The United States and the Taliban have signed a "comprehensive peace agreement" that could bring an end to the war in Afghanistan. As The Associated Press reports, the agreement was signed on Saturday with the aim of ending conflict and bringing home U.S. troops. If Taliban militants uphold the deal, U.S. and NATO allies will withdraw all troops from the country within 14 months, ending a war that lasted over 18 years.

Following the signing ceremony in Doha, U.S. Secretary of State Mike Pompeo said that the Trump administration is "realistic" about the deal, and is "seizing the best opportunity for peace in a generation." President George W. Bush initially ordered the U.S.-led invasion of Afghanistan in response to the Sept. 11, 2001 attacks. It is estimated that the United States spent over $750 billion during the Afghan conflict.

Pompeo said that the U.S. won't "squander" what its soldiers "have won through blood, sweat, and tears." The Taliban have promised not to let extremists use Afghanistan as a platform to attack the U.S. or its allies as part of the agreement. Over the next 135 days, troop numbers in the region will be cut down from 13,000 to 8,600. Some have voiced concerns over the Taliban's motive for signing the deal, however.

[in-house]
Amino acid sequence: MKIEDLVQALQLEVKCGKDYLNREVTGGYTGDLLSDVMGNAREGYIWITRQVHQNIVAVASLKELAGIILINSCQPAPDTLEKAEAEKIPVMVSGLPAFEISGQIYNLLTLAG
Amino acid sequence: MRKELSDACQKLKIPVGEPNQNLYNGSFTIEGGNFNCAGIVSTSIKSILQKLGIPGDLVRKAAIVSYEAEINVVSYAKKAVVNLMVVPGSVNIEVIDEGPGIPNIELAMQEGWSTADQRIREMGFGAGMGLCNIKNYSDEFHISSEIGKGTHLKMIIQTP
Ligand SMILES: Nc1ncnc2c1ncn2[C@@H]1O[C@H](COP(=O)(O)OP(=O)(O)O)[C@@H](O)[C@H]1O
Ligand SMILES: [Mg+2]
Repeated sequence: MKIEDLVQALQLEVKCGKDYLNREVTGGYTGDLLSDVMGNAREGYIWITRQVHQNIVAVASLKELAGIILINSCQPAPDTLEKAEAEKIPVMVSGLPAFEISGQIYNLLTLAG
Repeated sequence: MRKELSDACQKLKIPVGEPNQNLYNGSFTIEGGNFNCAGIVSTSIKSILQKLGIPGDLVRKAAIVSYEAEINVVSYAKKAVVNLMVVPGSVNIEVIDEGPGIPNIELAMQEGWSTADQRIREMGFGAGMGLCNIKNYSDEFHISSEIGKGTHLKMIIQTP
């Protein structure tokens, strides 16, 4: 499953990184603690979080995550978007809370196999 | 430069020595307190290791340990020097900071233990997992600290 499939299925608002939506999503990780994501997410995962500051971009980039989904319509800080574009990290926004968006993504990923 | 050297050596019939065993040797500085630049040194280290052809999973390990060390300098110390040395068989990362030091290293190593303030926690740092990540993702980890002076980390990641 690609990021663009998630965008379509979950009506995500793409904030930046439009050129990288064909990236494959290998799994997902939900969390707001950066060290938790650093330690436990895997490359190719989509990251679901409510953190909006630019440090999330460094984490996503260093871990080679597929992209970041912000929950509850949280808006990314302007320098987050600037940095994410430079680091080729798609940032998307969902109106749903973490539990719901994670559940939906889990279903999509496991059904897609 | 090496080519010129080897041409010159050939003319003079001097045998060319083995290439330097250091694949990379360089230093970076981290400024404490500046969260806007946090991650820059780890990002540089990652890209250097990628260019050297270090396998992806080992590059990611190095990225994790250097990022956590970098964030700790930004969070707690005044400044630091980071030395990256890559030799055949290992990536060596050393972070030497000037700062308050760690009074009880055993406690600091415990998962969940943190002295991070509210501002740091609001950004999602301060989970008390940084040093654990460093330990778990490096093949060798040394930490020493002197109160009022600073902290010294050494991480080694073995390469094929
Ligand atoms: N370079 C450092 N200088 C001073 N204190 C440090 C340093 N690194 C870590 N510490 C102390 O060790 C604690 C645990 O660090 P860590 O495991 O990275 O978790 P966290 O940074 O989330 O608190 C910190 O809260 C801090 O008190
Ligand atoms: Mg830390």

"Like many Afghans, I have mixed feelings. The general secrecy around the deal, the lack of presence of non-Taliban Afghans in the process, the fact that the US-Taliban talks seemed to marginalize other Afghan voices, all have made me anxious," said Afghanistan Independent Human Rights Commission chair Shaharzad Akbar, the Guardian reports. "However, on the other hand, if the agreement allows for a reasonable timeline for a responsible withdrawal and ensures intra-Afghan talks, there is room for hope about a substantive reduction in conflict and violence. Peace will require much more."

NATO Secretary-General Jens Stoltenberg added that "the road to peace will be long and hard and there will be setbacks." 

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